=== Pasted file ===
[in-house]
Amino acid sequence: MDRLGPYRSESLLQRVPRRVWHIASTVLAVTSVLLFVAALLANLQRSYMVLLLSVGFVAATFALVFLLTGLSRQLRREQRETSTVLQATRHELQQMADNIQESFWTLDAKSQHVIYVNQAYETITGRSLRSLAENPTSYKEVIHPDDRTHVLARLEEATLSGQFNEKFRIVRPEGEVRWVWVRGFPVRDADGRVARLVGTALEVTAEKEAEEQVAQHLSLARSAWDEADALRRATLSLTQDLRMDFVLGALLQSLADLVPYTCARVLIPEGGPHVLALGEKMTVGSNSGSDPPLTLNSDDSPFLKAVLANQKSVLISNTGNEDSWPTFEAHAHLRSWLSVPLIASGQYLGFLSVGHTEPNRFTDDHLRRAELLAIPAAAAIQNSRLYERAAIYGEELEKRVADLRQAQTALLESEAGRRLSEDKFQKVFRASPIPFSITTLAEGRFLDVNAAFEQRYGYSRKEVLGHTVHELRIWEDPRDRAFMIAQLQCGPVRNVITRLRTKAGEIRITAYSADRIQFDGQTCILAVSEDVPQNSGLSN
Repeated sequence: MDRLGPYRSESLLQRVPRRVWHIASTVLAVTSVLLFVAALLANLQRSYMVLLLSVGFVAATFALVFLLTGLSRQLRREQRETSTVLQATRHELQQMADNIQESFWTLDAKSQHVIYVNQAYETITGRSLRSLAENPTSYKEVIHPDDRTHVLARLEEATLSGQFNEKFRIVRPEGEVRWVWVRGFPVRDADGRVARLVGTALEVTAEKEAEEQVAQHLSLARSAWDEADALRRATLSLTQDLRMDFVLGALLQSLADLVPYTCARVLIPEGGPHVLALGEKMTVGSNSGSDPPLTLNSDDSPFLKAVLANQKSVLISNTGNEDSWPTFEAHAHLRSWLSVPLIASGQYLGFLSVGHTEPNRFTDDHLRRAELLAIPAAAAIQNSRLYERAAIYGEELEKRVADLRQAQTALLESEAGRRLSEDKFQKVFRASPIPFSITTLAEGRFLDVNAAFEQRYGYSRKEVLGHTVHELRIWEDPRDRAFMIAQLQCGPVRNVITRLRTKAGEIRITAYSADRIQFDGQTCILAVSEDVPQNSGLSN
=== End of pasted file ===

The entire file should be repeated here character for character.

[in-house]
Amino acid sequence: MDRLGPYRSESLLQRVPRRVWHIASTVLAVTSVLLFVAALLANLQRSYMVLLLSVGFVAATFALVFLLTGLSRQLRREQRETSTVLQATRHELQQMADNIQESFWTLDAKSQHVIYVNQAYETITGRSLRSLAENPTSYKEVIHPDDRTHVLARLEEATLSGQFNEKFRIVRPEGEVRWVWVRGFPVRDADGRVARLVGTALEVTAEKEAEEQVAQHLSLARSAWDEADALRRATLSLTQDLRMDFVLGALLQSLADLVPYTCARVLIPEGGPHVLALGEKMTVGSNSGSDPPLTLNSDDSPFLKAVLANQKSVLISNTGNEDSWPTFEAHAHLRSWLSVPLIASGQYLGFLSVGHTEPNRFTDDHLRRAELLAIPAAAAIQNSRLYERAAIYGEELEKRVADLRQAQTALLESEAGRRLSEDKFQKVFRASPIPFSITTLAEGRFLDVNAAFEQRYGYSRKEVLGHTVHELRIWEDPRDRAFMIAQLQCGPVRNVITRLRTKAGEIRITAYSADRIQFDGQTCILAVSEDVPQNSGLSN
Repeated sequence: MDRLGPYRSESLLQRVPRRVWHIASTVLAVTSVLLFVAALLANLQRSYMVLLLSVGFVAATFALVFLLTGLSRQLRREQRETSTVLQATRHELQQMADNIQESFWTLDAKSQHVIYVNQAYETITGRSLRSLAENPTSYKEVIHPDDRTHVLARLEEATLSGQFNEKFRIVRPEGEVRWVWVRGFPVRDADGRVARLVGTALEVTAEKEAEEQVAQHLSLARSAWDEADALRRATLSLTQDLRMDFVLGALLQSLADLVPYTCARVLIPEGGPHVLALGEKMTVGSNSGSDPPLTLNSDDSPFLKAVLANQKSVLISNTGNEDSWPTFEAHAHLRSWLSVPLIASGQYLGFLSVGHTEPNRFTDDHLRRAELLAIPAAAAIQNSRLYERAAIYGEELEKRVADLRQAQTALLESEAGRRLSEDKFQKVFRASPIPFSITTLAEGRFLDVNAAFEQRYGYSRKEVLGHTVHELRIWEDPRDRAFMIAQLQCGPVRNVITRLRTKAGEIRITAYSADRIQFDGQTCILAVSEDVPQNSGLSN